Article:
In view of \eqref{equ_0_1_approx_prob}, the [math]0/1[/math] loss \eqref{equ_def_0_1} seems a very natural choice for assessing the quality of a classifier if our goal is to enforce correct classifications [math]\hat{\truelabel}=\truelabel[/math]. This appealing statistical property of the [math]0/1[/math] loss comes at the cost of a high computational complexity. Indeed, for a given data point [math](\featurevec,\truelabel)[/math], the [math]0/1[/math] loss \eqref{equ_def_0_1} is non-convex and non-differentiable when viewed as a function of the hypothesis [math]h[/math]. Thus, ML methods that use the [math]0/1[/math] loss to learn a hypothesis map typically involve advanced optimization methods to solve the resulting learning problem (see Section Bayes Classifier ).
To avoid the non-convexity of the [math]0/1[/math] loss \eqref{equ_def_0_1} we might approximate it by a convex loss function. One popular convex approximation of the [math]0/1[/math] loss is the hinge loss
Figure fig_class_loss depicts the hinge loss \eqref{equ_hinge_loss} as a function of the hypothesis [math]h(\featurevec)[/math]. The hinge loss \eqref{equ_hinge_loss} becomes minimal (equal to zero) for a correct classification ([math]\hat{\truelabel} = \truelabel[/math]) with sufficient confidence [math]h(\featurevec) \geq 1[/math]. For a wrong classification ([math]\hat{\truelabel} \neq \truelabel[/math]), the hinge loss increases monotonically with the confidence [math]|h(\feature)|[/math] in the wrong classification. While the hinge loss avoids the non-convexity of the [math]0/1[/math] loss, it still is a non-differentiable function of [math]h(\featurevec)[/math]. A non-differentiable loss function cannot be minimized by simple gradient-based methods (see Chapter Gradient-Based Learning ) but require more advanced optimization methods.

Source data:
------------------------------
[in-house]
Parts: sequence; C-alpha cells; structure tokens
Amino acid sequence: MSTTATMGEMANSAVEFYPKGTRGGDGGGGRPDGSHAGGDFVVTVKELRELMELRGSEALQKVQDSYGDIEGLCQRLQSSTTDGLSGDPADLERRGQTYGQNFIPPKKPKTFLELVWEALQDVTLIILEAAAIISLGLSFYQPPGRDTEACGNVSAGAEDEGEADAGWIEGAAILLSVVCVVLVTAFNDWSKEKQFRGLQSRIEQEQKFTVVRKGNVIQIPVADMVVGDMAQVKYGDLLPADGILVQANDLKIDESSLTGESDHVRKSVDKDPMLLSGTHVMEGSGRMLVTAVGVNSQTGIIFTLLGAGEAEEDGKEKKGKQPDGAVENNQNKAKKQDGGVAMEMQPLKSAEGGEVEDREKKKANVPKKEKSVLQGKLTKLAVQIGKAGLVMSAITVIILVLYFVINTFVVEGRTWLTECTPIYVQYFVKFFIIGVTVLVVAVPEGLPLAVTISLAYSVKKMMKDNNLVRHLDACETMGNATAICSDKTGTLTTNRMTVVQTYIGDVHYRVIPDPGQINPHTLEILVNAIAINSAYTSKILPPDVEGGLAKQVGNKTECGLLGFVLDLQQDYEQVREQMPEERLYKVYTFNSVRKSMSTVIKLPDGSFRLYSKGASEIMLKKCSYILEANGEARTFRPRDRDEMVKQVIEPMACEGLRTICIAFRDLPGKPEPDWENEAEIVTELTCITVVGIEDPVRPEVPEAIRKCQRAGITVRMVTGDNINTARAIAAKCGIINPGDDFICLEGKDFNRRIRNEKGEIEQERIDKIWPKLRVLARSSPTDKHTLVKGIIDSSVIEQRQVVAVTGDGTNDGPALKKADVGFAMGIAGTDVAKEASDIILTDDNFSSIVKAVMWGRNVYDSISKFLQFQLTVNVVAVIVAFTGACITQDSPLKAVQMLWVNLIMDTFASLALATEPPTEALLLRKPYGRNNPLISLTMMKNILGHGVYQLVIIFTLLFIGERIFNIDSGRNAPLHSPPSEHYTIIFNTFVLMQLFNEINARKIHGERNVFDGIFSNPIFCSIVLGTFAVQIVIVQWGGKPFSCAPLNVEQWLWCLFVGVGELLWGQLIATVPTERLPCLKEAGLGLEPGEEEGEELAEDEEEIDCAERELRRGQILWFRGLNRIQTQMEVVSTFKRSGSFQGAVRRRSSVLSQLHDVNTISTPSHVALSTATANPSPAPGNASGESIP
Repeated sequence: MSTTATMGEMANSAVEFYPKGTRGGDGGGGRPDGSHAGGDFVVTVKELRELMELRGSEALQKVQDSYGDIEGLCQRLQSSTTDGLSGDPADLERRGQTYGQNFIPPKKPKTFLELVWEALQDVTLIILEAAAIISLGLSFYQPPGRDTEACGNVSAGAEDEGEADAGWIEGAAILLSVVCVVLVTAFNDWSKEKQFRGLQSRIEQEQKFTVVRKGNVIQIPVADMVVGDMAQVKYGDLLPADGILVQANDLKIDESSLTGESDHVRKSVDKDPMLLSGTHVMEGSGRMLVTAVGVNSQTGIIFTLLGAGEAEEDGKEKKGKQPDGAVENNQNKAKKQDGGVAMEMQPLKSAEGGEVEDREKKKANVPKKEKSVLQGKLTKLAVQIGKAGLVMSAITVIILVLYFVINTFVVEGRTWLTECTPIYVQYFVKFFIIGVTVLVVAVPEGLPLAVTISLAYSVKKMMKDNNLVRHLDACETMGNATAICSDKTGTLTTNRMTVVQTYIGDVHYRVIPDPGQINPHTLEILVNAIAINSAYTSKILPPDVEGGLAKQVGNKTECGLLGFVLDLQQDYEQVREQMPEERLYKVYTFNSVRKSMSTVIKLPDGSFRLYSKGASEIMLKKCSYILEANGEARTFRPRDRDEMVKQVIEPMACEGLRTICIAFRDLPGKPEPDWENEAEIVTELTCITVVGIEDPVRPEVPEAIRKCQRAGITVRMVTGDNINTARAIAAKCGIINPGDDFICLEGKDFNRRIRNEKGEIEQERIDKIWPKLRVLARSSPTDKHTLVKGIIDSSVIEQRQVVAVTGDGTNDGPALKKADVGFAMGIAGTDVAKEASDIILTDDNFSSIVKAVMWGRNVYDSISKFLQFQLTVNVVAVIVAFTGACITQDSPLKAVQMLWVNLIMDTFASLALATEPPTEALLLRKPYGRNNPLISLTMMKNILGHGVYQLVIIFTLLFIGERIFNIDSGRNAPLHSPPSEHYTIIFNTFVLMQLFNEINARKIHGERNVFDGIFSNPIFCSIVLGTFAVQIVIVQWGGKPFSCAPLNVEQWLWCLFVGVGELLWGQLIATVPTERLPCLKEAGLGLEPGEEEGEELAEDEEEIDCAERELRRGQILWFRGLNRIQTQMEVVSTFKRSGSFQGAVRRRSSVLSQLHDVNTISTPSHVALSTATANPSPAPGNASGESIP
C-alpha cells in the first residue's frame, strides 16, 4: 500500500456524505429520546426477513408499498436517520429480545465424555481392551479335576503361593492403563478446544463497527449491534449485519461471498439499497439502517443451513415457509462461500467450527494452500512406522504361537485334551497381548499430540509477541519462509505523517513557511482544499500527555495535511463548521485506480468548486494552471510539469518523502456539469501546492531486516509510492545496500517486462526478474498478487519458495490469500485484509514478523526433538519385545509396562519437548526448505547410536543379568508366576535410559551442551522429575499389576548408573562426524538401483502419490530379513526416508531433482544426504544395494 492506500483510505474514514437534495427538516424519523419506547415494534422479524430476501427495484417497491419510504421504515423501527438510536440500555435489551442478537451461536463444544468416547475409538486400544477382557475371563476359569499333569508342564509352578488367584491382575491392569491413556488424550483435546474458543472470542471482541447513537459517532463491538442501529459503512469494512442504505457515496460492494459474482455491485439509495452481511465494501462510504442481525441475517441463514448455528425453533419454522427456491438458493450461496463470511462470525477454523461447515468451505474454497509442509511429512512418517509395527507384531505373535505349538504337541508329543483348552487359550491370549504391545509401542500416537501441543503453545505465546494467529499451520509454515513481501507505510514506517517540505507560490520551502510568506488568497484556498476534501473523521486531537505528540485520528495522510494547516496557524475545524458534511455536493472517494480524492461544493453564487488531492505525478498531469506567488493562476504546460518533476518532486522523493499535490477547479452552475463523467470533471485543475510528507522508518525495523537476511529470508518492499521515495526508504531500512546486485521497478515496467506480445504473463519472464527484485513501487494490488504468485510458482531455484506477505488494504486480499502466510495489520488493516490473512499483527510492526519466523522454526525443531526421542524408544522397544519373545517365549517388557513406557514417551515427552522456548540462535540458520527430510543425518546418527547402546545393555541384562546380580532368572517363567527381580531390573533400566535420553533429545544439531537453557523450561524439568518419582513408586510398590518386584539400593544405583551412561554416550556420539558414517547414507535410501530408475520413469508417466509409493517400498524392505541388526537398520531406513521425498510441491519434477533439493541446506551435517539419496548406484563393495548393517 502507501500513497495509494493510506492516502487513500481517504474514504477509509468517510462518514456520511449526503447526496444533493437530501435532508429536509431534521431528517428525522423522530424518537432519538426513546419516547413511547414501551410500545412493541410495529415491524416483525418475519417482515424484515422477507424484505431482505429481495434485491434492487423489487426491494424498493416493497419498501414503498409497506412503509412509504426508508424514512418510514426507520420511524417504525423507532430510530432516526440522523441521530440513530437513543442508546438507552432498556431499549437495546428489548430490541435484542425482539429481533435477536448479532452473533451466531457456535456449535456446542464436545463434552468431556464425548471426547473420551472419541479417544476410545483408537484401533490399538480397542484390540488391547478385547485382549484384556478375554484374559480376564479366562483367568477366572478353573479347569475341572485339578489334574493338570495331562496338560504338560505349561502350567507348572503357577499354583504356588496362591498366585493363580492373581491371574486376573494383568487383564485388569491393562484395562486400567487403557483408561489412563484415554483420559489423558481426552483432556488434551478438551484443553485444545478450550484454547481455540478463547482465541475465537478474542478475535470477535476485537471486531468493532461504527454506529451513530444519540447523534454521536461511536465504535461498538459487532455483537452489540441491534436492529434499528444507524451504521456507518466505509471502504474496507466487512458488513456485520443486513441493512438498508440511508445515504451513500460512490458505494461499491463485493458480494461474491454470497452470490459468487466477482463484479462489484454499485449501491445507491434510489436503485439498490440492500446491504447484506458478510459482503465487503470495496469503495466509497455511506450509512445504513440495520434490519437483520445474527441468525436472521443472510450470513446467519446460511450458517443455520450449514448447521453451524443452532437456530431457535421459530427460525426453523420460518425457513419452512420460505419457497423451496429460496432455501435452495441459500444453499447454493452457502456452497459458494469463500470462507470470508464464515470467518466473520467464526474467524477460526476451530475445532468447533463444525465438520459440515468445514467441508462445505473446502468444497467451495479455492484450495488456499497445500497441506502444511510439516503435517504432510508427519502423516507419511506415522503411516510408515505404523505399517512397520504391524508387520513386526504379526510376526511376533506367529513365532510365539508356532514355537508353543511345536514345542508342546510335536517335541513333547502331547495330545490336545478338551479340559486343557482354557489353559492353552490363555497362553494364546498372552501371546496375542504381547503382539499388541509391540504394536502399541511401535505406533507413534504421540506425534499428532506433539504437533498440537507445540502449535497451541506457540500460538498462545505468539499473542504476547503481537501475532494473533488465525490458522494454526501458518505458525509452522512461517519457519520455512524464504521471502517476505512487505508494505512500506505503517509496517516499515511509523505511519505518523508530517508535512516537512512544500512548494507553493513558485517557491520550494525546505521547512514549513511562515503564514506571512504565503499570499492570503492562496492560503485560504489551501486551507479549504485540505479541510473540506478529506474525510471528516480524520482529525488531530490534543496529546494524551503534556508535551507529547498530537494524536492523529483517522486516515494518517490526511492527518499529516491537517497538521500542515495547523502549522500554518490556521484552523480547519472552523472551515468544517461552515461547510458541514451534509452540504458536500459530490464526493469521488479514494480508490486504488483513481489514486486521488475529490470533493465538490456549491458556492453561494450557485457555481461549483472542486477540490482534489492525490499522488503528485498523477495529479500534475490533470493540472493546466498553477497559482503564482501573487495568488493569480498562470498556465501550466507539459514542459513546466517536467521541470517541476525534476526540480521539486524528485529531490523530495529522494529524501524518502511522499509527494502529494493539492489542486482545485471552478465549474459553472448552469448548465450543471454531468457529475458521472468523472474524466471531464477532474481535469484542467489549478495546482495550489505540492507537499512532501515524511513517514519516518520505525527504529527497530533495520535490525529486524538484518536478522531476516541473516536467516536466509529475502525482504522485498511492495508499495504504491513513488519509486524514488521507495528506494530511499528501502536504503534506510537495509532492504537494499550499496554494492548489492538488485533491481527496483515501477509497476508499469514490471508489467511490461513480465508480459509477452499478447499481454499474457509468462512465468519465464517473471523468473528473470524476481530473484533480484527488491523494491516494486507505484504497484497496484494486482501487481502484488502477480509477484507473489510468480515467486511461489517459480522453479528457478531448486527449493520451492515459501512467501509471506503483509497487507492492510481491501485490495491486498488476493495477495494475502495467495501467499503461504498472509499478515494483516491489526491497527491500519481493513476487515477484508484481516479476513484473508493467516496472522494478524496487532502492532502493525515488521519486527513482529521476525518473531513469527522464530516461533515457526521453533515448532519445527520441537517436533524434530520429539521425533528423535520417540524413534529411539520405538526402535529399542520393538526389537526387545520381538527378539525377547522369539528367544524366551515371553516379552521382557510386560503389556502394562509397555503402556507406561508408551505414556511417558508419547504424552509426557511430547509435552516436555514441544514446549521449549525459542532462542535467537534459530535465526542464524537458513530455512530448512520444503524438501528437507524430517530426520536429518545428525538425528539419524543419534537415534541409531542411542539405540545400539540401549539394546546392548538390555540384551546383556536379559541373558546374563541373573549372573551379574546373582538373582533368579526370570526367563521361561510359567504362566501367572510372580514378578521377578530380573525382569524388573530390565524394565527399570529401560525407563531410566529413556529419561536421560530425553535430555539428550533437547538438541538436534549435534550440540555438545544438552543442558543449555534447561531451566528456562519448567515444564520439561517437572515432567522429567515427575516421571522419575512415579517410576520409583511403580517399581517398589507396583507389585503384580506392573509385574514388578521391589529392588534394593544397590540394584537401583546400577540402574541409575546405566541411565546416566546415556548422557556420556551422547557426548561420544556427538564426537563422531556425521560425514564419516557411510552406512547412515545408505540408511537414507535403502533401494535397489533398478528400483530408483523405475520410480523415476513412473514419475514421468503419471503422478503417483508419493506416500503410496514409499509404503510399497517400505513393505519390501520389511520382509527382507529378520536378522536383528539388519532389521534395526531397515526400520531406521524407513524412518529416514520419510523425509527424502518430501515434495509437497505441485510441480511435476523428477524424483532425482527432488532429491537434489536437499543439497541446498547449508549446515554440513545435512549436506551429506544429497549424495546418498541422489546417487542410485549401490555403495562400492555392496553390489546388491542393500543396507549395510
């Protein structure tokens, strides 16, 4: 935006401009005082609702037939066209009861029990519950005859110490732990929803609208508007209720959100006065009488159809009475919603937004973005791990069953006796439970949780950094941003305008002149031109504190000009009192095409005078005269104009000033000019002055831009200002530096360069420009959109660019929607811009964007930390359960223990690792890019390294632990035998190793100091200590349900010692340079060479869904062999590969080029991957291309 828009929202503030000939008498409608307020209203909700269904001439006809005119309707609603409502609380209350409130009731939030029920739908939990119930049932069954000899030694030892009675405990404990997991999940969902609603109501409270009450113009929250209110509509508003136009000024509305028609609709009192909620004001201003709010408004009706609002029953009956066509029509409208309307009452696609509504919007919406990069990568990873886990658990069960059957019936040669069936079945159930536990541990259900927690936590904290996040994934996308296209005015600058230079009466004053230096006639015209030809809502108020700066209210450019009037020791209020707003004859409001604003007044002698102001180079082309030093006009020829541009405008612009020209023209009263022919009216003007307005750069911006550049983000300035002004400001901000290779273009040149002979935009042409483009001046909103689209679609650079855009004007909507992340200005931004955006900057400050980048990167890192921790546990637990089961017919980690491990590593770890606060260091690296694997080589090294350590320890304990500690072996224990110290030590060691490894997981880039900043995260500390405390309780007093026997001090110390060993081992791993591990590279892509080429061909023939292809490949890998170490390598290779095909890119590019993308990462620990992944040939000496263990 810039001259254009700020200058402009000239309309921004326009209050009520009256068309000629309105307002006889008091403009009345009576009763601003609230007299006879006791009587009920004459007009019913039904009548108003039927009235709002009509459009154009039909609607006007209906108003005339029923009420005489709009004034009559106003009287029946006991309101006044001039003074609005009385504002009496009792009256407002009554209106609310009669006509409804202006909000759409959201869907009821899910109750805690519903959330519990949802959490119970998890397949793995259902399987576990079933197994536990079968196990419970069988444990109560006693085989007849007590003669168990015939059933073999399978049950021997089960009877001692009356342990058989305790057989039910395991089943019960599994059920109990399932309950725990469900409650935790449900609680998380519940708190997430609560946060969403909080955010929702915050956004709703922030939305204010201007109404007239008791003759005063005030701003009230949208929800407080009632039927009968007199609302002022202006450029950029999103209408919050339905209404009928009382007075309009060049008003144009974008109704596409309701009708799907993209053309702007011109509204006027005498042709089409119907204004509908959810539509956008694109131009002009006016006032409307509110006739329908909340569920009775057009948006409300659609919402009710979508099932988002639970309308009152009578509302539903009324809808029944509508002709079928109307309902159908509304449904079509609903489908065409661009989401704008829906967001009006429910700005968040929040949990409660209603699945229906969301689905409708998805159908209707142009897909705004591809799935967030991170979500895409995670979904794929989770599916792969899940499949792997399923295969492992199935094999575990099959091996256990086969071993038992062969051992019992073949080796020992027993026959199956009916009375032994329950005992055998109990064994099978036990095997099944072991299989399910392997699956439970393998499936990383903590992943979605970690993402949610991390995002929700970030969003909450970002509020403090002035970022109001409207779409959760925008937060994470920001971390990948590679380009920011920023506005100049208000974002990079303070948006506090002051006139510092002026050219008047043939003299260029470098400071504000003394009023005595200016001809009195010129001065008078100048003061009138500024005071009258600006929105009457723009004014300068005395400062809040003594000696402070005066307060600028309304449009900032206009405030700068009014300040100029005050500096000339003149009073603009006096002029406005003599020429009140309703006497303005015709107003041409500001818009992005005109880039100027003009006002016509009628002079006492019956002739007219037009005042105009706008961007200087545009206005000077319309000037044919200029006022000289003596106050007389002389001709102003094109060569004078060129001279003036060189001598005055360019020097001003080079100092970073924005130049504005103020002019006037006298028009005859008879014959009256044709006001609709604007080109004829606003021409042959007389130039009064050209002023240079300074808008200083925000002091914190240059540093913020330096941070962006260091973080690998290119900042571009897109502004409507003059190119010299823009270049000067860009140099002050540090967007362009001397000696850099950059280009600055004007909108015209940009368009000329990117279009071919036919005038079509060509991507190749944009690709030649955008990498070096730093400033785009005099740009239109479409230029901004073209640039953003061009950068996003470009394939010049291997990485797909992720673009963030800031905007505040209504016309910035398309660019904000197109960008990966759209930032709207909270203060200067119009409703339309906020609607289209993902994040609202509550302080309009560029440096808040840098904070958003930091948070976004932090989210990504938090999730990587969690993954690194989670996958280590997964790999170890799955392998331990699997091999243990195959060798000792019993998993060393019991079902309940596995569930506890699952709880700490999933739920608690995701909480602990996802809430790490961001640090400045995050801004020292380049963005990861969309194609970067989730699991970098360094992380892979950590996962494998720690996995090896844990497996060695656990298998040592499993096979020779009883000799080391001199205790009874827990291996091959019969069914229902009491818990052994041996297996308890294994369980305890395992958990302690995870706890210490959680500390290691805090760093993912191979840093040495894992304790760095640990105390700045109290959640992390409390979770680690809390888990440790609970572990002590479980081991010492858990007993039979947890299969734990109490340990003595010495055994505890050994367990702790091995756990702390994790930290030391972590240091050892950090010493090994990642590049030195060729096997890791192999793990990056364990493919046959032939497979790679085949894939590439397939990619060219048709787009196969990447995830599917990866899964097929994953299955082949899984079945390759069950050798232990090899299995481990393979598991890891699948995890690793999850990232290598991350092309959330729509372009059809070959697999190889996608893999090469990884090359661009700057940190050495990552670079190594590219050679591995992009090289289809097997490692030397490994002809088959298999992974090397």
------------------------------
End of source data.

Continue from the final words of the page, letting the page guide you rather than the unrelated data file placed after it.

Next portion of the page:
Beside the [math]0/1[/math] loss and the hinge loss, another popular loss function for binary classification problems is the logistic loss